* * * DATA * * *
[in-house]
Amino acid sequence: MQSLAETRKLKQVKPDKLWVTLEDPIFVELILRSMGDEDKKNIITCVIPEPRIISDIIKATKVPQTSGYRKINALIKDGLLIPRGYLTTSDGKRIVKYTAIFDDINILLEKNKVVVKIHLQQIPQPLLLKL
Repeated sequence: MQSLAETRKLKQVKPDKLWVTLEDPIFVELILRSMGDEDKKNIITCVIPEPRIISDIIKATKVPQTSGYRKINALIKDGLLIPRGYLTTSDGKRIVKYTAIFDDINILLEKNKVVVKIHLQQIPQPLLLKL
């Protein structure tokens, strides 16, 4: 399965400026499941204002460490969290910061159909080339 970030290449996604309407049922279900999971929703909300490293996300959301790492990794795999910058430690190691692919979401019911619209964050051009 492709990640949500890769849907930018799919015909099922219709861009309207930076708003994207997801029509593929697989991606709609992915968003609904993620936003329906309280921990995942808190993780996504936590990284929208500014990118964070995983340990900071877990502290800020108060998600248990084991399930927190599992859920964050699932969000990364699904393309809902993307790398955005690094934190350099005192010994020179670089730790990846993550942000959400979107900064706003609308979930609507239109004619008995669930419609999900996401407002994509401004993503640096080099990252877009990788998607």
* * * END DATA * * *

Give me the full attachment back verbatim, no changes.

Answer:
[in-house]
Amino acid sequence: MQSLAETRKLKQVKPDKLWVTLEDPIFVELILRSMGDEDKKNIITCVIPEPRIISDIIKATKVPQTSGYRKINALIKDGLLIPRGYLTTSDGKRIVKYTAIFDDINILLEKNKVVVKIHLQQIPQPLLLKL
Repeated sequence: MQSLAETRKLKQVKPDKLWVTLEDPIFVELILRSMGDEDKKNIITCVIPEPRIISDIIKATKVPQTSGYRKINALIKDGLLIPRGYLTTSDGKRIVKYTAIFDDINILLEKNKVVVKIHLQQIPQPLLLKL
């Protein structure tokens, strides 16, 4: 399965400026499941204002460490969290910061159909080339 970030290449996604309407049922279900999971929703909300490293996300959301790492990794795999910058430690190691692919979401019911619209964050051009 492709990640949500890769849907930018799919015909099922219709861009309207930076708003994207997801029509593929697989991606709609992915968003609904993620936003329906309280921990995942808190993780996504936590990284929208500014990118964070995983340990900071877990502290800020108060998600248990084991399930927190599992859920964050699932969000990364699904393309809902993307790398955005690094934190350099005192010994020179670089730790990846993550942000959400979107900064706003609308979930609507239109004619008995669930419609999900996401407002994509401004993503640096080099990252877009990788998607």